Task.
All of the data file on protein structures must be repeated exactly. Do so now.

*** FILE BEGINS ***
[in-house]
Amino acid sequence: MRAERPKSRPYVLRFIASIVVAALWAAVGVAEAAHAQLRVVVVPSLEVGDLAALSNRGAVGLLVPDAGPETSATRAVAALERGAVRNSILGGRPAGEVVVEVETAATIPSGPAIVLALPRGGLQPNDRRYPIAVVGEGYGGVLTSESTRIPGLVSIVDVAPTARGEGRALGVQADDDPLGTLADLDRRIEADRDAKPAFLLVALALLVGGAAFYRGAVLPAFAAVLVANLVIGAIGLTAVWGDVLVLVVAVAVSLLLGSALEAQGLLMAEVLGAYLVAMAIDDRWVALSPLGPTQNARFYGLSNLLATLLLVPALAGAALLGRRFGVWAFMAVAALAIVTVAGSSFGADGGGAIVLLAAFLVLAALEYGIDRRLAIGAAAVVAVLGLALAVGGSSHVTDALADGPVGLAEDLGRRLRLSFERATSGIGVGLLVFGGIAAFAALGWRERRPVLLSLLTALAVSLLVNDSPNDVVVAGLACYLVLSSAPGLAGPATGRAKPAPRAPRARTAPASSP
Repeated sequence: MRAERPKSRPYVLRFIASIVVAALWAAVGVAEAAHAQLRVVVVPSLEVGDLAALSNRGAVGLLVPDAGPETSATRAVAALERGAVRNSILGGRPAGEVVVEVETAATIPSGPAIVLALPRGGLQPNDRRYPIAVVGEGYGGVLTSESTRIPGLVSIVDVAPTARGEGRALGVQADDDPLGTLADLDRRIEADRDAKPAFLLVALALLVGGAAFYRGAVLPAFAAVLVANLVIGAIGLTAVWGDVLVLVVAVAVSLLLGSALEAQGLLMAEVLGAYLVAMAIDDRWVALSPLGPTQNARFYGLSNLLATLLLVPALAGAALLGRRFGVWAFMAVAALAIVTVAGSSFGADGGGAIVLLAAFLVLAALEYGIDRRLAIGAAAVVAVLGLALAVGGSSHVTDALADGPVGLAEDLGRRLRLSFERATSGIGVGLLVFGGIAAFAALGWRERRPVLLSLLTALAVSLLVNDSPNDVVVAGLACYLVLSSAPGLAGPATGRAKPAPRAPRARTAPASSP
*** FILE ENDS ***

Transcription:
[in-house]
Amino acid sequence: MRAERPKSRPYVLRFIASIVVAALWAAVGVAEAAHAQLRVVVVPSLEVGDLAALSNRGAVGLLVPDAGPETSATRAVAALERGAVRNSILGGRPAGEVVVEVETAATIPSGPAIVLALPRGGLQPNDRRYPIAVVGEGYGGVLTSESTRIPGLVSIVDVAPTARGEGRALGVQADDDPLGTLADLDRRIEADRDAKPAFLLVALALLVGGAAFYRGAVLPAFAAVLVANLVIGAIGLTAVWGDVLVLVVAVAVSLLLGSALEAQGLLMAEVLGAYLVAMAIDDRWVALSPLGPTQNARFYGLSNLLATLLLVPALAGAALLGRRFGVWAFMAVAALAIVTVAGSSFGADGGGAIVLLAAFLVLAALEYGIDRRLAIGAAAVVAVLGLALAVGGSSHVTDALADGPVGLAEDLGRRLRLSFERATSGIGVGLLVFGGIAAFAALGWRERRPVLLSLLTALAVSLLVNDSPNDVVVAGLACYLVLSSAPGLAGPATGRAKPAPRAPRARTAPASSP
Repeated sequence: MRAERPKSRPYVLRFIASIVVAALWAAVGVAEAAHAQLRVVVVPSLEVGDLAALSNRGAVGLLVPDAGPETSATRAVAALERGAVRNSILGGRPAGEVVVEVETAATIPSGPAIVLALPRGGLQPNDRRYPIAVVGEGYGGVLTSESTRIPGLVSIVDVAPTARGEGRALGVQADDDPLGTLADLDRRIEADRDAKPAFLLVALALLVGGAAFYRGAVLPAFAAVLVANLVIGAIGLTAVWGDVLVLVVAVAVSLLLGSALEAQGLLMAEVLGAYLVAMAIDDRWVALSPLGPTQNARFYGLSNLLATLLLVPALAGAALLGRRFGVWAFMAVAALAIVTVAGSSFGADGGGAIVLLAAFLVLAALEYGIDRRLAIGAAAVVAVLGLALAVGGSSHVTDALADGPVGLAEDLGRRLRLSFERATSGIGVGLLVFGGIAAFAALGWRERRPVLLSLLTALAVSLLVNDSPNDVVVAGLACYLVLSSAPGLAGPATGRAKPAPRAPRARTAPASSP